Yesterday I was stuck in a dollar store, browsing to kill time while my husband and children got hair cuts next door. The store had a display of calendars. Understand, none of the calendars were anything that I would actually purchase. But I like to examine the features.
For example, "mom" calendars these days have separate little squares for each family member. This confuses me.
Mom either needs to know because she is driving/cooking/chaperoning/dressing the kids or she only needs an FYI - in my mind that means two columns are needed, not a random five columns. And what if she has more or less than three kids? I used a Daytimer Family Plus for a while, but the squares were a waste for me. (I loved the layout otherwise.)
What I really focused on, though, were the little pocket calendars. They are about the size of a checkbook and have little sayings or designs on the outside. Inside, they are simply a monthly calendar.
Honestly, for a person who has no stressful planner needs - doesn't input appointments on their cell phone, isn't running a household, isn't a student, and uses something like Outlook at work - one of these would likely succeed in keeping track of a schedule. Add a pretty, tiny notebook, and you might survive the world with a pocket calendar. Maybe.
This is my favorite pocket calendar (not like the ones in the dollar store)..
A smart phone might work, if you use it in all the ways that a person can use a planner and if you aren't a person who learns from writing things down. But it would take a lot of work, strategy, and input. I, personally, don't like a lot of work.
A planner, on the other hand, is a tool instead of a mere calendar.
With a planner, you can go so far beyond a calendar.
Experienced planners know what a mind dump is - taking everything that is bothering you or keeping you worried or awake and dumping it onto a piece of paper. Mind dumps are not a new idea. Counselors have suggested for decades that you write down your problems before bed (or at 3 a.m. when you wake in a panic). But instead of their silly notepad next to your pillow idea, try your planner.
Valuable ideas, thoughts, and reminders have been lost on random sheets of paper. If you dump your thoughts, but fail to dump them in a place where you can process them later, they are gone. How can you rely on that?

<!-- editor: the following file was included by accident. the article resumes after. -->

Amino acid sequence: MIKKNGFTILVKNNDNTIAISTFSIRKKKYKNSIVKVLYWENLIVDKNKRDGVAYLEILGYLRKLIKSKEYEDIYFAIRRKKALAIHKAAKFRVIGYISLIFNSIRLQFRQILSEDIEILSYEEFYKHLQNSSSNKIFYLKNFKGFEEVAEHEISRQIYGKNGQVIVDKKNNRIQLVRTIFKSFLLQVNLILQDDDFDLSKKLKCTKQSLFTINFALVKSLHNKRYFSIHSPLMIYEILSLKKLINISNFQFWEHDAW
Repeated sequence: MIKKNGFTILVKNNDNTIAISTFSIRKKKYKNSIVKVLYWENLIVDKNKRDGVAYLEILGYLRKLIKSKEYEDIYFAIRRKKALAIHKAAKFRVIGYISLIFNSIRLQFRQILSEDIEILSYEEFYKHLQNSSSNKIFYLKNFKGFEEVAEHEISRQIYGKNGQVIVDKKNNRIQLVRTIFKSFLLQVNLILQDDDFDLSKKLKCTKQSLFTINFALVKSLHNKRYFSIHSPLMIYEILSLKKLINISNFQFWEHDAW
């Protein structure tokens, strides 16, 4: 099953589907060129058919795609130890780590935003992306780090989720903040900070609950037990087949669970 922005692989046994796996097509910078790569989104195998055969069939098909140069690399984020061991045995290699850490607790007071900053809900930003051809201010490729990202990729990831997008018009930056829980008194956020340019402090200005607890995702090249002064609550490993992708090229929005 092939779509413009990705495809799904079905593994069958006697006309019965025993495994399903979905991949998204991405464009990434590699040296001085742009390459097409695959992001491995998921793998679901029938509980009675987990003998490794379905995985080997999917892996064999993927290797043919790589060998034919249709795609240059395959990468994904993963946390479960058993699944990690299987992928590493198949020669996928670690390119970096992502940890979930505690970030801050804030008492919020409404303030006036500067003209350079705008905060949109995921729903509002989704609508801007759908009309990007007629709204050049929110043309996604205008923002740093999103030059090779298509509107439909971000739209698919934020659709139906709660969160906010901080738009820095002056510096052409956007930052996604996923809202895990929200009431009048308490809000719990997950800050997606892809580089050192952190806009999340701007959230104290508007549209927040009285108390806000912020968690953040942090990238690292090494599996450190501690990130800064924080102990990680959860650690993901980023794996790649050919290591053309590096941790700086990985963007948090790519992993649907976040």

I brain dump directly onto my dashboard (a blank page at the very front of my planner).
Brainstorming is different than a brain dump. Brainstorming is purposeful and generally limited to a particular topic.
If I am thinking of ideas for a blog, I might brainstorm.
At the beginning of setting up any project, I brainstorm.
For example, for Christmas, I need to think of everything that I need to plan. Gifts, Santa, wrapping paper, parties, travel, decorations...everything gets brain dumped, but it's a topic-specific dump, without much filtering. Then, I organize the ideas and create a project.
Sometimes, you need a visual of a project. How long will each step take? What order should the outline of the legal memo take? A planner gives you an instant notebook, available to you whenever and wherever you are.
A smart phone doesn't let you draw a picture of what you are envisioning. Now, I know that many of you are not artists. But for those who need a visual, paper has a strong advantage over technology.
I don't draw beyond a rogue doodle, but I sketch charts for goals, to visualize progress.
At a meeting? Meeting with the teacher?
A planner is an excellent place to take notes. I suggest a two-column approach.
A planner allows you to put initial tasks, subsequent tasks, and follow-ups in that order.
That's pretty hard to do on a smartphone.
A planner lets you separate appointments, tasks, notes, and projects.
I'm been trying to lose weight for a long time. The only thing that is helping me achieve that goal and actually working? My planner.
I open it to log calorie intake and exercise. I make notes about what I can do to burn calories in limited time and which snacks are yummy and low-cal.
A planner gives you a place to record the confirmation number when you book a hotel, that you owe your sister $10, and that it's time to get your hair colored.
Finally, unlike mindlessly entering tasks or appointments on a cell phone, and planner, by its nature, helps you actually think about and plan what you will do. You have limited space and have to make decisions on the front end, when you are thoughtful, instead of in a rush later.
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